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Joyce Alexander

Time as a factor in healing

By Joyce Alexander, RNP (retired)

Many times our friends, in an effort to be helpful, but not actually understanding what we have been through in a “break up” with a psychopath, may tell us, “It’s time you move on with your life, and start dating again,” or words to that effect.

Any time you lose something important in your life, you suffer what is known as “grief.” It doesn’t matter if that something is a break up of a relationship, a job, a death of someone you love, or you lose the Miss America Pageant when you expected to win. Anything that was important and is lost causes grief.

Reliability – either it is or it ain’t

By Joyce Alexander, RNP (retired)

What is the one characteristic that we must have, and must demand in those with whom we are associated? My thought is that it is reliability.

Most virtues exist on a “sliding scale.” These vary from “all the way” excellence to total ineptitude. Most folks are some where in the middle and that is pretty acceptable. The one virtue, however, that is all or nothing is reliability. You are either reliable or you are not. It is sort of like dead or pregnant either you is or you ain’t. There is no middle ground.

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Expectations and the half-billion dollar lotto

By Joyce Alexander, RNP (retired)

I don’t normally by lotto tickets because the odds of winning are so powerfully against winning. Yes, I know “someone eventually wins,” and “if you don’t buy a ticket you don’t have any chance of winning.”

When the payout on the recent Powerball got so high though—a half-billion dollars—like lots of folks I decided “why not?” I bought a $3 ticket and let the computer pick the numbers for me.

The odds of being attacked by a shark are 1 in 11,000. The odds of being the lotto winner are about 175 million to one.

Where are the chinks in my armor?

By Joyce Alexander, RNP (retired)

Back in the days when wars were fought with bows and arrows, swords and slings, soldiers wore armor to protect themselves from the enemy’s weapons. Various kinds of armor were designed to protect the soldiers, while at the same time giving them the ability to move. At each of the places that were left open so that the soldier could move, there was a “chink” in the armor. This was where an enemy’s arrow, spear tip or sword could pierce between the plates on either side. So the term “chink in the armor” came to mean the places where we were vulnerable to attack, even though we were covered everywhere else by protective armor.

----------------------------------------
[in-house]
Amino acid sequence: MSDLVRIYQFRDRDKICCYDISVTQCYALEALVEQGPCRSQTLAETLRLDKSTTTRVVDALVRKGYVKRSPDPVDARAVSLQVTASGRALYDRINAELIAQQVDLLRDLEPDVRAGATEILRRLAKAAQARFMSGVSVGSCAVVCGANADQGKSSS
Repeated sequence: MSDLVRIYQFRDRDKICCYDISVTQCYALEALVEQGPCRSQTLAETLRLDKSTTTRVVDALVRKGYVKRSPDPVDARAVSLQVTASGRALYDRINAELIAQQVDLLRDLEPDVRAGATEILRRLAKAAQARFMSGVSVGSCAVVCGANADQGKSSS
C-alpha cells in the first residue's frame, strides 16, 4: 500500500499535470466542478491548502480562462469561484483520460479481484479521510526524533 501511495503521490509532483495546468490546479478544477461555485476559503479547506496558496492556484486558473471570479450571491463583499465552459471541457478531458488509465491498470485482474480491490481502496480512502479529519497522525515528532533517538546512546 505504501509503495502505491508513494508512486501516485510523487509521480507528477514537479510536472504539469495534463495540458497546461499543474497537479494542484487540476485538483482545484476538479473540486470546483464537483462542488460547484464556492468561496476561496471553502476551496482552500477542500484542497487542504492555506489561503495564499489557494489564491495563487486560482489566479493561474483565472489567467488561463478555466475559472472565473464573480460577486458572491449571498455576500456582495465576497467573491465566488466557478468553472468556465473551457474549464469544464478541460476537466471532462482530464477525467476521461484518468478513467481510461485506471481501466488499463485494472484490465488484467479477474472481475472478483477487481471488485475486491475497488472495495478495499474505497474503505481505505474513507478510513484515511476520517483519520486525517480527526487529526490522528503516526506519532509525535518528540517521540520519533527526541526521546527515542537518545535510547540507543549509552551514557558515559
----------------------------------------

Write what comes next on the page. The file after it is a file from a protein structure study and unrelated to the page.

Even with all that I now know, I got scammed

By Joyce Alexander, RNP (retired)

I like to think of myself as pretty wise, now that I have learned to recognize most of the red flags of dishonesty and people high in psychopathic traits. But I recently got scammed by three people working in concert. They also scammed another party as well.

I bought a dog that was actually stolen. Here’s how it happened:

Sowing the seed of knowledge

Editor’s note: The following article refers to spiritual concepts. Please read Lovefraud’s statement on Spiritual Recovery.

By Joyce Alexander, RNP (retired)

You know sometimes we tell others about the things that we have gone through, and hope that they see by our example what has happened to us because of our associations with psychopaths or with people who are high in dysfunctional traits common to psychopaths. Sometimes people “get it,” and sometimes they don’t get it.

A passage of the Bible refers to this:

Mothers of boys accused of murder

By Joyce Alexander, RNP (retired)

Sometimes I have felt like I was totally alone in having a son (child) who was capable of horrible things. Sometimes I have felt like I was alone in turning my son in to police for the crimes he committed. Though the crime I turned my son in for was for theft, I still felt alone in doing so, and was criticized by people, even family members, for doing it.

However, two recent stories have ripped my heart out. I had been following the case of the missing 12 year old New Jersey girl, but the alleged murderers were caught and charged. Their mother turned them in to police. Here is the most recent news:

I Don’t Want to Live That Life

By Joyce Alexander, RNP (retired)

Recently I found a book in a “junk book store” that caught my eye. Its title was I Don’t Want to Live This Life, and it was written by Deborah Spungen. The book is about her family trying to raise a “difficult child,” her first daughter, Nancy. Nancy was murdered by her boyfriend, a “rock star” named Sid Vicious, in the 1970s.

People with bad behavior in the news

By Joyce Alexander, RNP (retired)

I recently read this article in the New York Times about Lance Armstrong. Armstrong is a world famous cyclist and well known “do-gooder” with his “Live Strong” website, which purports to tell others how to “Live Well and Live Strong.” Armstrong is a survivor of cancer. Testicular cancer is a “young man’s” disease and one that I sought to teach my college-aged patients about when I worked as a director of student health. I also have a close friend who is now a middle-aged man who is also a survivor of testicular cancer. It is a horrible disease.

The Psychopath’s Enablers

By Joyce Alexander, RNP (retired)

Psychopaths do a great deal of damage to their victims. The fact that there are people who are aware of what they are doing and choose to “look the other way” or to “sit on the fence and do nothing” enables the psychopaths to continue to abuse their victims. If the bystanders would stand up and assist the victims, even acknowledge that they are being victimized, the psychopaths might not be quite so successful.

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